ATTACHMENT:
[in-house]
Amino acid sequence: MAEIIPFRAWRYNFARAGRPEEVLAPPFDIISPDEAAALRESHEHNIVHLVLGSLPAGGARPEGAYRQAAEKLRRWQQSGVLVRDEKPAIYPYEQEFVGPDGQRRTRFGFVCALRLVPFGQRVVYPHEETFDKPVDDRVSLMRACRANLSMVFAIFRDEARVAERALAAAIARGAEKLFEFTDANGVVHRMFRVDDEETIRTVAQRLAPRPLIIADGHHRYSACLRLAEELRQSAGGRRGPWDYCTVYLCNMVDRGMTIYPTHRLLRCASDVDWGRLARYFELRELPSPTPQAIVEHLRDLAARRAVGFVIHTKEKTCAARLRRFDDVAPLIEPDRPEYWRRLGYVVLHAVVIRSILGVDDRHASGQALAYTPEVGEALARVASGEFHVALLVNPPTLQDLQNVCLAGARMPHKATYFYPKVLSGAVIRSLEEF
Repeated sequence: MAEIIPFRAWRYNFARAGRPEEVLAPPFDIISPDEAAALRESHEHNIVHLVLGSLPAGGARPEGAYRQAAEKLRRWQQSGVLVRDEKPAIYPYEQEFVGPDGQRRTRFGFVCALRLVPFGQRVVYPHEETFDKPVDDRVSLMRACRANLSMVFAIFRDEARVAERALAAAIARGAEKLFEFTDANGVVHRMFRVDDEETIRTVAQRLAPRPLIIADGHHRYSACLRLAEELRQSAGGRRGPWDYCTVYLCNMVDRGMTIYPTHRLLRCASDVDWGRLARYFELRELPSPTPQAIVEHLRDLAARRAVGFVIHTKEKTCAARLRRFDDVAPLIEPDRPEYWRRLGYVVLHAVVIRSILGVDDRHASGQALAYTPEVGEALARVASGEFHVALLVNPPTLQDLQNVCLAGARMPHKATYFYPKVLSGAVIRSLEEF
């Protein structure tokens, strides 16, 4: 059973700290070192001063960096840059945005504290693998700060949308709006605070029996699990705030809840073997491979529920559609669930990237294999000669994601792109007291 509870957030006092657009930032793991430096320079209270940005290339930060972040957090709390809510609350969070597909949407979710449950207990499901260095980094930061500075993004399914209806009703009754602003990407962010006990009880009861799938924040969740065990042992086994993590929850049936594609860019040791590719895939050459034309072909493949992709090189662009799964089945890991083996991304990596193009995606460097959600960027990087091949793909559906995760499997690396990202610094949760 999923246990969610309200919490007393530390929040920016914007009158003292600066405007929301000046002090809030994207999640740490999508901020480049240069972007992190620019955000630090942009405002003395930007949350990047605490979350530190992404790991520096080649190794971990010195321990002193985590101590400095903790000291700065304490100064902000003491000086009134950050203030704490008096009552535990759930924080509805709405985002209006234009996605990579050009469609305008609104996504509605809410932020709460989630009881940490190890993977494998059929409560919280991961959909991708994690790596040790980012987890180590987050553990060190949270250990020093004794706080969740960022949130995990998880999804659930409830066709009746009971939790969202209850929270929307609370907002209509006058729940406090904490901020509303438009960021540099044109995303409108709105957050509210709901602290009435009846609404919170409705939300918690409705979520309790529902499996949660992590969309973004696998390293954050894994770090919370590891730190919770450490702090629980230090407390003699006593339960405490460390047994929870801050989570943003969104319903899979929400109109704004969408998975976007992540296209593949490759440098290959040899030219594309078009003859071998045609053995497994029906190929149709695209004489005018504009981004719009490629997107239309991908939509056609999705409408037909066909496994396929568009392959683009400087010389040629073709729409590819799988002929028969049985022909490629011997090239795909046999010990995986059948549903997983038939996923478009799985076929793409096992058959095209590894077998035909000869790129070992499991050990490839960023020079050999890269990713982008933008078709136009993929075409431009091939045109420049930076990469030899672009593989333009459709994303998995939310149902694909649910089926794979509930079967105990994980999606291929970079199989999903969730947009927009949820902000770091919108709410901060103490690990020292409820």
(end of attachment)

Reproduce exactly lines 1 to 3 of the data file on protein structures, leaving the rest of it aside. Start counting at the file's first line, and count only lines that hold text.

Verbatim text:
[in-house]
Amino acid sequence: MAEIIPFRAWRYNFARAGRPEEVLAPPFDIISPDEAAALRESHEHNIVHLVLGSLPAGGARPEGAYRQAAEKLRRWQQSGVLVRDEKPAIYPYEQEFVGPDGQRRTRFGFVCALRLVPFGQRVVYPHEETFDKPVDDRVSLMRACRANLSMVFAIFRDEARVAERALAAAIARGAEKLFEFTDANGVVHRMFRVDDEETIRTVAQRLAPRPLIIADGHHRYSACLRLAEELRQSAGGRRGPWDYCTVYLCNMVDRGMTIYPTHRLLRCASDVDWGRLARYFELRELPSPTPQAIVEHLRDLAARRAVGFVIHTKEKTCAARLRRFDDVAPLIEPDRPEYWRRLGYVVLHAVVIRSILGVDDRHASGQALAYTPEVGEALARVASGEFHVALLVNPPTLQDLQNVCLAGARMPHKATYFYPKVLSGAVIRSLEEF
Repeated sequence: MAEIIPFRAWRYNFARAGRPEEVLAPPFDIISPDEAAALRESHEHNIVHLVLGSLPAGGARPEGAYRQAAEKLRRWQQSGVLVRDEKPAIYPYEQEFVGPDGQRRTRFGFVCALRLVPFGQRVVYPHEETFDKPVDDRVSLMRACRANLSMVFAIFRDEARVAERALAAAIARGAEKLFEFTDANGVVHRMFRVDDEETIRTVAQRLAPRPLIIADGHHRYSACLRLAEELRQSAGGRRGPWDYCTVYLCNMVDRGMTIYPTHRLLRCASDVDWGRLARYFELRELPSPTPQAIVEHLRDLAARRAVGFVIHTKEKTCAARLRRFDDVAPLIEPDRPEYWRRLGYVVLHAVVIRSILGVDDRHASGQALAYTPEVGEALARVASGEFHVALLVNPPTLQDLQNVCLAGARMPHKATYFYPKVLSGAVIRSLEEF